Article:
Researchers develop drug-eluting contact lens, but testing is still in the early stages

New research has indicated that contact lenses could one day be used to treat glaucomaContact Lens. Published in the journal Biomaterials, a study conducted by a group of researchers based in Boston, Mass. has shown the potential efficacy of prototype contact lenses that release glaucoma medication when placed in eyes for up to 30 days at a time. This could one day eliminate the need for people with glaucoma to remember to apply medicated eye drops each and every day.

Medicated eye drops are the most common treatment for glaucoma, and like any medication, it is important to take them as prescribed by an ophthalmologist ā€“ usually once a day. However, it is estimated that 50 percent of glaucoma patients do not take their medication for a variety of reasons ā€“ they may forget, they may have trouble getting the drops in their eyes or they may just not like how the eye drops feel.

According to the research, contact lenses that are currently on the market can only release or absorb drugs for a few hours. The researchers' goal was to extend the duration of medication release so that it would be more convenient for people living with glaucoma and help them with drug adherence. The contact lenses were developed using special materials, including a common glaucoma drug. The contact lenses were then inserted into the eyes of rabbits and measured daily for signs of ocular infection or discomfort while also measuring for concentrations of the drug in each eye. The results were promising and showed consistent delivery amounts of the drug into the eyes for 30 days.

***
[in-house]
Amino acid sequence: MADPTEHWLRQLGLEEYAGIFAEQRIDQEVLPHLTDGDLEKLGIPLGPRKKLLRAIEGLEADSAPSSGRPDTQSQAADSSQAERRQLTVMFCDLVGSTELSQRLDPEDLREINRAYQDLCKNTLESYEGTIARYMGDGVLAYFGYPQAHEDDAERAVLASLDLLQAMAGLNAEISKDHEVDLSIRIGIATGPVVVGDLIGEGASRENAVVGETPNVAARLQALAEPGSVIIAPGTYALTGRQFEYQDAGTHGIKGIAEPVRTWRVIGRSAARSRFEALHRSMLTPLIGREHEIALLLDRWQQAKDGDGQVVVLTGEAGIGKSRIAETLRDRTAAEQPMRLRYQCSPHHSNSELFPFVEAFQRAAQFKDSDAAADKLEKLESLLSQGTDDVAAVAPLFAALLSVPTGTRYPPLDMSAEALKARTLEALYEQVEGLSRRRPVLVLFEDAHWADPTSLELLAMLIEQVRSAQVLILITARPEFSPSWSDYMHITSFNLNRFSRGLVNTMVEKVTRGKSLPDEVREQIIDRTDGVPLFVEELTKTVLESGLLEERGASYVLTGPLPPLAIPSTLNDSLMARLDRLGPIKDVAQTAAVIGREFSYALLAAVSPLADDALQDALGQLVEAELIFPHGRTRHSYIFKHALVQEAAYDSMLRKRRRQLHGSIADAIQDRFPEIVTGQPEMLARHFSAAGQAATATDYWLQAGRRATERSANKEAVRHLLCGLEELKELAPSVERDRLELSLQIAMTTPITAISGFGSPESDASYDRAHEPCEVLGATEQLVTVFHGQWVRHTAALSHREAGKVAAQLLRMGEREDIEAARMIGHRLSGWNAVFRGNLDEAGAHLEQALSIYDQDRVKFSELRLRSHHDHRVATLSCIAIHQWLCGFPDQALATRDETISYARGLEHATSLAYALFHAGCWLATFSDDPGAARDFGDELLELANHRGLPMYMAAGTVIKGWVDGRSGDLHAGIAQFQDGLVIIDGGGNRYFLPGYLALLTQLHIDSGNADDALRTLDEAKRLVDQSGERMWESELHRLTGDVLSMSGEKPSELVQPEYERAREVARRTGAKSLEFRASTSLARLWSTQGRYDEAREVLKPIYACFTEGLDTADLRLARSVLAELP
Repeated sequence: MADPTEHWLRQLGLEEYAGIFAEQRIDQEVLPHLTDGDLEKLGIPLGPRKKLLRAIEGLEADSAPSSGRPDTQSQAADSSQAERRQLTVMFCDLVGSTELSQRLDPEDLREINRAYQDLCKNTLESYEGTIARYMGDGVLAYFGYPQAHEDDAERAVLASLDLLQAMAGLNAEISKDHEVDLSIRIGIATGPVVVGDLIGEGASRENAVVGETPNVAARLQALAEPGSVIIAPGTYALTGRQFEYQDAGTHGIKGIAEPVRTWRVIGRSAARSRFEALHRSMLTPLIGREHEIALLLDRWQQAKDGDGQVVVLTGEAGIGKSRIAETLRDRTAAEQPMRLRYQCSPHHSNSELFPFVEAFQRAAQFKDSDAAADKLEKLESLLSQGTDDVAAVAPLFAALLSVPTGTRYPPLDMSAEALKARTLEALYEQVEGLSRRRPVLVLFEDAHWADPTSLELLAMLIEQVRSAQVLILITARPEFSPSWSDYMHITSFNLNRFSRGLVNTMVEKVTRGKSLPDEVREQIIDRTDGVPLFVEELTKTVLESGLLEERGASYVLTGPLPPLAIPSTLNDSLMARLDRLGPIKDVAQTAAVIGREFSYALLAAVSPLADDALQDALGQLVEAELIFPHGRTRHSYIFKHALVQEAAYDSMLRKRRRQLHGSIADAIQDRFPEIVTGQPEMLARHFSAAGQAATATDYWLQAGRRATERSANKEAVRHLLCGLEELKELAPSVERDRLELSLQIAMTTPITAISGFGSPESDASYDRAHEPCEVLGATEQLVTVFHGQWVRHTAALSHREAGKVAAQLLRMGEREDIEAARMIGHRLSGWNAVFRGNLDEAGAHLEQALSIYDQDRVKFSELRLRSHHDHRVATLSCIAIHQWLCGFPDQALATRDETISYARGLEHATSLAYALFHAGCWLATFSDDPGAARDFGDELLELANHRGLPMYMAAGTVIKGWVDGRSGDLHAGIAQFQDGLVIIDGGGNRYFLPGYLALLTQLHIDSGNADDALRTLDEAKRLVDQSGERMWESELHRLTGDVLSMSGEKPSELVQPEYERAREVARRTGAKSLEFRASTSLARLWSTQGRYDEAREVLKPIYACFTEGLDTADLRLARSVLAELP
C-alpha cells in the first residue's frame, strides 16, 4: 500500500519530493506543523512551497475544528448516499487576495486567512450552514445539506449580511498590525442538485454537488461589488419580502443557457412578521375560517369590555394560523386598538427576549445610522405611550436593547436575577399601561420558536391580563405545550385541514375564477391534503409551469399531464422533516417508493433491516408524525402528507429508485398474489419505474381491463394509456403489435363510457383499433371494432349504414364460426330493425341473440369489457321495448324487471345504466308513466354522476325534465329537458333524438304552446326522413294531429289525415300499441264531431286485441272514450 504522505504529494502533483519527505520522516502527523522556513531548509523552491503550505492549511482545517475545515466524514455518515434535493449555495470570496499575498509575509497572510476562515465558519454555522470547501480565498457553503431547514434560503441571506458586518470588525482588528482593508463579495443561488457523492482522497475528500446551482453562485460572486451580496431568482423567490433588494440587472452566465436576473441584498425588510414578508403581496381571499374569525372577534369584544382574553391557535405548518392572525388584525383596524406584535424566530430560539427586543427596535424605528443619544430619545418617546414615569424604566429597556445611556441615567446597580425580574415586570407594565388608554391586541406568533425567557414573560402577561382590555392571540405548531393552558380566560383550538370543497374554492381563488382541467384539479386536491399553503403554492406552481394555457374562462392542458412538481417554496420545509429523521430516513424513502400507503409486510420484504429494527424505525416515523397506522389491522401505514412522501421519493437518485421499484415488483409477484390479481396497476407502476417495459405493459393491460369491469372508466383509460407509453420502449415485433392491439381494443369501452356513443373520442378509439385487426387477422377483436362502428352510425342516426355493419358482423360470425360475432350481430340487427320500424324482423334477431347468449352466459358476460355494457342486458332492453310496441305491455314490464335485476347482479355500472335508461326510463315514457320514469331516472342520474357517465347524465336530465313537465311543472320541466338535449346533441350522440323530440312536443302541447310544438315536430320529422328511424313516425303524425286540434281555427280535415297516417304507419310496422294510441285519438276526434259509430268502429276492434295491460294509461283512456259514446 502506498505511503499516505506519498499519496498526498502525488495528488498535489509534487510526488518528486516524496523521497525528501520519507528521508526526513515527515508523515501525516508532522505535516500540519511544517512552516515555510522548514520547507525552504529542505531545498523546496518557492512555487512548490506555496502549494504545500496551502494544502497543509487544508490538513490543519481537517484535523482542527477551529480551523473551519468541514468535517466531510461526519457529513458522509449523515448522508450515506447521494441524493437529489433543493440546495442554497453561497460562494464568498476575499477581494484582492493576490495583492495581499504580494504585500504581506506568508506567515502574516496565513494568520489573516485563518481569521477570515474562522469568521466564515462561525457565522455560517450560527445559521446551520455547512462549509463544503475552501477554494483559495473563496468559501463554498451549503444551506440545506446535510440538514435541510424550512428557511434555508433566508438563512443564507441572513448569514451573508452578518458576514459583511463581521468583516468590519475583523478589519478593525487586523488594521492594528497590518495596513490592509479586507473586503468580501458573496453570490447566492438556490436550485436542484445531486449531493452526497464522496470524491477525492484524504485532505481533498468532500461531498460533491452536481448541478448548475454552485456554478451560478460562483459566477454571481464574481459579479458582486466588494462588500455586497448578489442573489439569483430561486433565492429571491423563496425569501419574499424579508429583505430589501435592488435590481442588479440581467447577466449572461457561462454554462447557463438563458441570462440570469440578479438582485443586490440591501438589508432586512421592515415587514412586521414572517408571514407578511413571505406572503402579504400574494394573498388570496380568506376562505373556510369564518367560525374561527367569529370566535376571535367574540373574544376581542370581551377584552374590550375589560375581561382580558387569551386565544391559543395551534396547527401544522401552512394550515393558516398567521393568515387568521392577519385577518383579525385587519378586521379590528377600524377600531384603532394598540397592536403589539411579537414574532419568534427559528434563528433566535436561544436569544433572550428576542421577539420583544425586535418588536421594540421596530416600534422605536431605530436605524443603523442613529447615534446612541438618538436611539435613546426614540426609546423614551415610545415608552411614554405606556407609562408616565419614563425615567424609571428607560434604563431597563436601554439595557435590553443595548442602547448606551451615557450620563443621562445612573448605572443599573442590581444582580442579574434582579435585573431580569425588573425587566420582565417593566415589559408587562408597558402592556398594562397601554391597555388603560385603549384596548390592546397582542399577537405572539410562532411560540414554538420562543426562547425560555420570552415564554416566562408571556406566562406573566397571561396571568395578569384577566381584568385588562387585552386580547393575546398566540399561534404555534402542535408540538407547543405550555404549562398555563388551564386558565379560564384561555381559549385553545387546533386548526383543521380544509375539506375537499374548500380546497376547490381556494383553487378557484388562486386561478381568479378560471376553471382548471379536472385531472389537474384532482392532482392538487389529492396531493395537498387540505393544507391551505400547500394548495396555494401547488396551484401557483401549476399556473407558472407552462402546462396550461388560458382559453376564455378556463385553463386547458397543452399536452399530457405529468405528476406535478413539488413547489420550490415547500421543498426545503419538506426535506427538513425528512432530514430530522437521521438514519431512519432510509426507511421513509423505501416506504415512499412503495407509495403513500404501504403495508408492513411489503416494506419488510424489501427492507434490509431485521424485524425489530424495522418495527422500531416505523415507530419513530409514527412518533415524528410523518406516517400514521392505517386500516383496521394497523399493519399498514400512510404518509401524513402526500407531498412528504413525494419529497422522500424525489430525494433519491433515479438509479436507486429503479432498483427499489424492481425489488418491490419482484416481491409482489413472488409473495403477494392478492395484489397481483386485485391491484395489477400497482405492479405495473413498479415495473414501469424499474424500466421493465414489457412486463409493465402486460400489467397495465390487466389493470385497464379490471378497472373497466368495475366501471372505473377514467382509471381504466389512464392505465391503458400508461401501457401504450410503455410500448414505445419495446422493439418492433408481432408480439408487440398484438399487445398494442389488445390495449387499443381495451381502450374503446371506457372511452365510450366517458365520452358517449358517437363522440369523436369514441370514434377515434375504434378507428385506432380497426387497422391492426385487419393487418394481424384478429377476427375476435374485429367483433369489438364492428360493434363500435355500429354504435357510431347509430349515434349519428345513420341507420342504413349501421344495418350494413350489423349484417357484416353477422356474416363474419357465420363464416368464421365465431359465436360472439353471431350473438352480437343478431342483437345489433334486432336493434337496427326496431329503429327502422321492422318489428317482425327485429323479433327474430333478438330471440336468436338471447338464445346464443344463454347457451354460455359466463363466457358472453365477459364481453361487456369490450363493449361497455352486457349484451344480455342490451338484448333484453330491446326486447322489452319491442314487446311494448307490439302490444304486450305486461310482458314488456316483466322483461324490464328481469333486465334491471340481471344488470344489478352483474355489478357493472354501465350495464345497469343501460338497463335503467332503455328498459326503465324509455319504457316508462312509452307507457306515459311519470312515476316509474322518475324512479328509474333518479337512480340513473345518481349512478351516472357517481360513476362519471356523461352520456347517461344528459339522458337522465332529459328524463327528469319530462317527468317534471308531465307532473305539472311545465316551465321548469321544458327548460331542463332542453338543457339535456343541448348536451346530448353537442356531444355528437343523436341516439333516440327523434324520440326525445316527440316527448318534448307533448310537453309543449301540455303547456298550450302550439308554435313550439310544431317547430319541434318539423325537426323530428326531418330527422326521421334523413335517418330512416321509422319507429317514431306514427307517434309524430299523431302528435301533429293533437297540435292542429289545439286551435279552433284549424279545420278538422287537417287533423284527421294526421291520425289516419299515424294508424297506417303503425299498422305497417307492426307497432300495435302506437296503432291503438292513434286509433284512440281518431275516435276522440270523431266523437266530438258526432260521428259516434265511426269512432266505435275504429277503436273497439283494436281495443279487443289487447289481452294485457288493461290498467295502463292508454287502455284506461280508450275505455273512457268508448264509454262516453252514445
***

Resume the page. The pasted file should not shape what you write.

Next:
While the results are encouraging, further research must be done in humans to assess the therapeutic value of these contact lenses. In addition, it's important to know that people with glaucoma who have never worn contact lenses may not be able to wear them for a full 30 days. For now, people with glaucoma will need to remember to take their glaucoma medications as prescribed.

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